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Two Bites at the Apple? - Apple to Defend App Developers in Infringement Suit

A special thanks to Daniel Parrish for the following post: Last week, an Eastern District of Texas judge granted in part Apple’s motion to intervene in Lodsys’s patent infringement suit against eleven application-developing entities.  Lodsys filed the suit in late May 2011 (amended July 2011) and Apple filed its motion to intervene only nine days later.  After ten months, the court granted Apple permissive intervention: “Apple is permitted to intervene in this suit, but such intervention is limited to the issues of patent exhaustion and licensing.” The summary in the public record states: “SEALED MEMORANDUM OPINION and ORDER – Apple has satisfied each of the four requirements for intervention as a matter of right under Rule 24(a)(2). The Court finds that permissive intervention is also appropriate under Rule 24(b). To avoid any potential prejudice to Lodsys rights under the License Agreement such intervention shall be and is hereby limited to the issues of license and patent exhaustion. Apples Motion to Intervene is GRANTED-IN-PART to the extent and as specified herein. Motions terminated: [4] MOTION to Intervene filed by Apple, Inc.. Signed by Judge Rodney Gilstrap on 4/12/12. (ehs, ) Modified on 4/12/2012 (ch, ).” Apple’s interest in this suit extends beyond gratuitous defense of its application (app) developers.  Apple has an economic interest, having already paid licensing fees to Lodsys for rights to the disputed patents.  Apple asserts that the licensed rights cover developers who create apps which are sold and distributed from Apple’s App Store.  The developer typically retains 70% of the app’s revenue, while Apple takes 30% for payment processing, hosting services, and content management.  Apple contends that its rights extend to developers, giving them the freedom to create applications using Apple’s licensed technology without worrying about claims of patent infringement.  Thus, a judgment in favor of Lodsys would give them “two bites at the ‘Apple’” by generating licensing revenue from Apple and infringement damages from Apple’s app developers. This is the essence of patent exhaustion theory, upon which Judge Rodney allowed Apple to intervene in this suit.  Patent exhaustion means that an initial sale of a patented invention severs the patent owner’s rights to that item.  More complex issues arise with respect to licensing.  A typical example is an upstream supplier licensing a patent such that downstream firms do not have to.  This is efficient from both cost and administrative perspectives, but much depends on the language of the license itself.  Here, Apple is the “upstream supplier” and the developers are the “downstream firms” that Apple claims to cover. Apple hopes to succeed in this litigation, as much of its success can be attributed to the “There’s An App For That” culture it fosters.  In February 2008, Apple released a software developer’s kit (SDK), opening its iOS operating system for third party app development.  Recent figures from Apple illustrate how successful this strategy has been.  To date, over 25 billion apps have been downloaded, from the currently available 650,000 apps by 150,000 active developers.  This enables Apple to distribute not only apps that nearly every user downloads (e.g. Facebook, Skype, etc.) but also apps that are narrowly tailored to few users (e.g. app for users of the Hennepin County Library).  It does so by lowering some of the technical barriers to entry, namely by allowing developers to “copy and paste” certain software objects from Apple into the app itself.  For example, if an iPhone app requires a user to type on a keyboard, the app developer is not required to write the code for a keyboard.  Rather, the developer can simply “paste” Apple’s keyboard-object into the app.  This not only simplifies app development, but increases uniformity across app interfaces. This is the essence of the Lodsys dispute.  Some of these software objects are supposedly patented by Lodsys and licensed to Apple, for example the “App Store” button in the Labyrinth app illustrated in Apples motion to intervene.  Lodsys contends that only Apple (and not third-party developers) is covered by the license.  Apple disagrees, asserting that its licensed rights protect third-party developers from suits like this one. Although the outcome of this dispute likely depends on the exact terms of the licensing agreement, some industry watchers believe that a Lodsys triumph this would be a major blow to app developers.  Albeit a distinct possibility, Apple would most likely renegotiate its licensing agreement with Lodsys.  App developers and Apple have a symbiotic relationship wherein each depends on the other for mutual financial gain.  Apple is in a much stronger position to negotiate licensing agreements than an individual developer.  If Apple allowed Lodsys (or other similarly situated companies) to obtain judgments against developers, this could limit the very innovation that contributed to Apple’s success.  Apple is too smart to kill the goose laying the golden eggs and will most likely continue to defend its app developers.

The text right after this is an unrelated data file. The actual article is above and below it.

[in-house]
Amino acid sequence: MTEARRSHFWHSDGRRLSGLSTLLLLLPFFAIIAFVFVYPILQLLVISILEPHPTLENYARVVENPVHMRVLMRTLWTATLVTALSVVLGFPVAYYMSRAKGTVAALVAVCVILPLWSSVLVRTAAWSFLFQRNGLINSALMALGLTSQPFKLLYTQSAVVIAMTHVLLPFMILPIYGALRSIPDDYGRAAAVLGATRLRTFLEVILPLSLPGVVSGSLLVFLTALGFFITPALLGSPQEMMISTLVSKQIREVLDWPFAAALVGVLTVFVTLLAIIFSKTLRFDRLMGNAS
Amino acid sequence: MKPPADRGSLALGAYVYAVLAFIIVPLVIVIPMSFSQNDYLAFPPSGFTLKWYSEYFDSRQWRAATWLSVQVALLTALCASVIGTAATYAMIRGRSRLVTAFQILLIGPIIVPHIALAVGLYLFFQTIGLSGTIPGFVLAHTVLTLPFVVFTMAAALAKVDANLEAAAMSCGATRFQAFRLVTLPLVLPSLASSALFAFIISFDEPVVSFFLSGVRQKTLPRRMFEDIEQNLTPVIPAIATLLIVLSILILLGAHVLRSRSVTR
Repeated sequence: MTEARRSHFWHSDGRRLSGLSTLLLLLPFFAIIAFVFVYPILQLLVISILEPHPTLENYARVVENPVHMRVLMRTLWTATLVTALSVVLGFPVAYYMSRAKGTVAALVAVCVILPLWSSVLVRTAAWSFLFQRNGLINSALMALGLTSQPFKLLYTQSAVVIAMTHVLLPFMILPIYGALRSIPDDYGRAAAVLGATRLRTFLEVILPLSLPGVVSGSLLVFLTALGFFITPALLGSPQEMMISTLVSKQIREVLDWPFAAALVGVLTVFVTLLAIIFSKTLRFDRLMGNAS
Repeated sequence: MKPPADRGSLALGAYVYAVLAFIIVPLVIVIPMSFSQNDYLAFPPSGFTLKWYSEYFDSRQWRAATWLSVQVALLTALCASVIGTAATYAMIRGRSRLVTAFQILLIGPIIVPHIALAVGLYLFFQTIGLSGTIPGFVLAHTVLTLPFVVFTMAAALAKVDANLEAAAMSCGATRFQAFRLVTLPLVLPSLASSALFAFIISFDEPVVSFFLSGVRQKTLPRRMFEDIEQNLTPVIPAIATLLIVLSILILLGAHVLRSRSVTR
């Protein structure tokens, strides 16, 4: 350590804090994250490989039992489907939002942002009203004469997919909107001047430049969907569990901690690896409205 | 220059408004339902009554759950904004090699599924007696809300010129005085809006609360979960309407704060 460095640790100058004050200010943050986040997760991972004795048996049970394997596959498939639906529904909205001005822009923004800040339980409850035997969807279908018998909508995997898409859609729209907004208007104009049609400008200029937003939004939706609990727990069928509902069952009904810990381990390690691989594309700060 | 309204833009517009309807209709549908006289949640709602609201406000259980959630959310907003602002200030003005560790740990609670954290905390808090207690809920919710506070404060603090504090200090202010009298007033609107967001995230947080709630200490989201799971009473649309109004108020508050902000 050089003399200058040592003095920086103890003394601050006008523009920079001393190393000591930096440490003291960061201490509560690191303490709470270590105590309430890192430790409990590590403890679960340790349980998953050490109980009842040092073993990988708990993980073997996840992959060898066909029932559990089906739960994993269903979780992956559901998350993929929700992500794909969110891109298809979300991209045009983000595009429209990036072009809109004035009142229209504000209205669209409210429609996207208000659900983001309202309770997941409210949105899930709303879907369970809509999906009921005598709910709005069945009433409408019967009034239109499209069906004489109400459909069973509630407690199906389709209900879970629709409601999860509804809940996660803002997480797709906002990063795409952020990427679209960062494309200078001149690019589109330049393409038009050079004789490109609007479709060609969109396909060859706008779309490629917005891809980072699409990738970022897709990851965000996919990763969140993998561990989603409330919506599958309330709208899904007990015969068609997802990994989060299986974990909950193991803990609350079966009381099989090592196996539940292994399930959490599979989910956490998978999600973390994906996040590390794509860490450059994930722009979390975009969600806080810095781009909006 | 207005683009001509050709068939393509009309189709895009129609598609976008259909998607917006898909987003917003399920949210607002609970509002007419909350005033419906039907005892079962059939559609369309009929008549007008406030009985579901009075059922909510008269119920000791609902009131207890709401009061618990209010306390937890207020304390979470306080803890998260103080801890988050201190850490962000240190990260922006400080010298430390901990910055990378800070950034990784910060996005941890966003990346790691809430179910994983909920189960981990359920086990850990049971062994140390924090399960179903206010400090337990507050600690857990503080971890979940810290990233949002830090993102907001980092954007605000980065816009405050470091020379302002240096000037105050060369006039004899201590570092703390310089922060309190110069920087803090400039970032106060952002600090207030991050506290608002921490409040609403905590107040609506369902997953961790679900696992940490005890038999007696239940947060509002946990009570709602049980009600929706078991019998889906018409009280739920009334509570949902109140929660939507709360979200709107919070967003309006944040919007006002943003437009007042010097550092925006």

Principal & Chief Innovation Officer

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